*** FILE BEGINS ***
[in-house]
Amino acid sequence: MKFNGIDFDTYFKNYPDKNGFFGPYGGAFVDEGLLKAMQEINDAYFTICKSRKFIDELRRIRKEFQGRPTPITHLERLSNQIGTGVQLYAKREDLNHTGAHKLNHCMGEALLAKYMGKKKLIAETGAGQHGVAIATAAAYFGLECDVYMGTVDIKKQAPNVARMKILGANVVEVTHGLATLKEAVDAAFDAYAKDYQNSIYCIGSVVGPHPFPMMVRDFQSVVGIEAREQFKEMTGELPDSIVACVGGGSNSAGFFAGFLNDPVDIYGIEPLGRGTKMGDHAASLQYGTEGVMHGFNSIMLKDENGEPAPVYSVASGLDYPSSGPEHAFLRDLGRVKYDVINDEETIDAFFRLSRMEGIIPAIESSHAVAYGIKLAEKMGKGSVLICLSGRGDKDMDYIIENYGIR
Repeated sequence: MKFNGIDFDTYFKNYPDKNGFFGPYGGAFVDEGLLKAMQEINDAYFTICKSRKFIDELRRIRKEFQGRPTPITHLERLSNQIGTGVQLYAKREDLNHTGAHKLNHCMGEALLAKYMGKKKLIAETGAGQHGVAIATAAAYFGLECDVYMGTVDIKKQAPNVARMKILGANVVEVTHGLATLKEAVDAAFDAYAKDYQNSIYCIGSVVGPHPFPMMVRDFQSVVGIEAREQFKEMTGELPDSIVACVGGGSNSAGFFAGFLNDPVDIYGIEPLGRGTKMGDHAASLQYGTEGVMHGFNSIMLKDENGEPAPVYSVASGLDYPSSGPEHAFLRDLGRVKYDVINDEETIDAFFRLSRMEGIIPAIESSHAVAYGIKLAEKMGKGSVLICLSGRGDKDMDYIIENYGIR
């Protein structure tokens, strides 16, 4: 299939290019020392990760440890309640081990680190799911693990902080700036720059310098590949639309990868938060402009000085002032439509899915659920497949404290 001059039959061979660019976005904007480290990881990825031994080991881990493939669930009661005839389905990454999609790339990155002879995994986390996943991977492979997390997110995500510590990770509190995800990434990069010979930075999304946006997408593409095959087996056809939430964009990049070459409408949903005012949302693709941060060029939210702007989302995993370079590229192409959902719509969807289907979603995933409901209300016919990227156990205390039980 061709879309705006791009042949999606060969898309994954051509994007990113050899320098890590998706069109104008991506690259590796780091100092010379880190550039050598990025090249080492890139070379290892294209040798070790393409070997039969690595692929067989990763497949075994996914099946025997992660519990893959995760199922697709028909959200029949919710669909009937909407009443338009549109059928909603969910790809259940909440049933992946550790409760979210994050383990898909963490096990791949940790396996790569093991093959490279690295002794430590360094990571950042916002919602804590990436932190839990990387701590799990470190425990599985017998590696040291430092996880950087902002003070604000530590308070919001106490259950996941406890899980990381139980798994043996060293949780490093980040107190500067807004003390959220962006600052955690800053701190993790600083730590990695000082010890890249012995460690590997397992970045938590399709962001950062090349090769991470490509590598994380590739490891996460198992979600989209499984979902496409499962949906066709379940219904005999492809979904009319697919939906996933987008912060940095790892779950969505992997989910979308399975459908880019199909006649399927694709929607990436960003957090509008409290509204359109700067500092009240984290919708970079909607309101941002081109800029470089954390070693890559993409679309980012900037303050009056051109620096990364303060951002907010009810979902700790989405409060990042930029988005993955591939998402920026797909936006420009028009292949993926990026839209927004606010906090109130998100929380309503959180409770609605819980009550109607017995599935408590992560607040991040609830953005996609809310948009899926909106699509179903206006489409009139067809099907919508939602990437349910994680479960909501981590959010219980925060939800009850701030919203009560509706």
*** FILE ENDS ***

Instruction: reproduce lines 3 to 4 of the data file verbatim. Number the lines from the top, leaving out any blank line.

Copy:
Repeated sequence: MKFNGIDFDTYFKNYPDKNGFFGPYGGAFVDEGLLKAMQEINDAYFTICKSRKFIDELRRIRKEFQGRPTPITHLERLSNQIGTGVQLYAKREDLNHTGAHKLNHCMGEALLAKYMGKKKLIAETGAGQHGVAIATAAAYFGLECDVYMGTVDIKKQAPNVARMKILGANVVEVTHGLATLKEAVDAAFDAYAKDYQNSIYCIGSVVGPHPFPMMVRDFQSVVGIEAREQFKEMTGELPDSIVACVGGGSNSAGFFAGFLNDPVDIYGIEPLGRGTKMGDHAASLQYGTEGVMHGFNSIMLKDENGEPAPVYSVASGLDYPSSGPEHAFLRDLGRVKYDVINDEETIDAFFRLSRMEGIIPAIESSHAVAYGIKLAEKMGKGSVLICLSGRGDKDMDYIIENYGIR
């Protein structure tokens, strides 16, 4: 299939290019020392990760440890309640081990680190799911693990902080700036720059310098590949639309990868938060402009000085002032439509899915659920497949404290 001059039959061979660019976005904007480290990881990825031994080991881990493939669930009661005839389905990454999609790339990155002879995994986390996943991977492979997390997110995500510590990770509190995800990434990069010979930075999304946006997408593409095959087996056809939430964009990049070459409408949903005012949302693709941060060029939210702007989302995993370079590229192409959902719509969807289907979603995933409901209300016919990227156990205390039980 061709879309705006791009042949999606060969898309994954051509994007990113050899320098890590998706069109104008991506690259590796780091100092010379880190550039050598990025090249080492890139070379290892294209040798070790393409070997039969690595692929067989990763497949075994996914099946025997992660519990893959995760199922697709028909959200029949919710669909009937909407009443338009549109059928909603969910790809259940909440049933992946550790409760979210994050383990898909963490096990791949940790396996790569093991093959490279690295002794430590360094990571950042916002919602804590990436932190839990990387701590799990470190425990599985017998590696040291430092996880950087902002003070604000530590308070919001106490259950996941406890899980990381139980798994043996060293949780490093980040107190500067807004003390959220962006600052955690800053701190993790600083730590990695000082010890890249012995460690590997397992970045938590399709962001950062090349090769991470490509590598994380590739490891996460198992979600989209499984979902496409499962949906066709379940219904005999492809979904009319697919939906996933987008912060940095790892779950969505992997989910979308399975459908880019199909006649399927694709929607990436960003957090509008409290509204359109700067500092009240984290919708970079909607309101941002081109800029470089954390070693890559993409679309980012900037303050009056051109620096990364303060951002907010009810979902700790989405409060990042930029988005993955591939998402920026797909936006420009028009292949993926990026839209927004606010906090109130998100929380309503959180409770609605819980009550109607017995599935408590992560607040991040609830953005996609809310948009899926909106699509179903206006489409009139067809099907919508939602990437349910994680479960909501981590959010219980925060939800009850701030919203009560509706």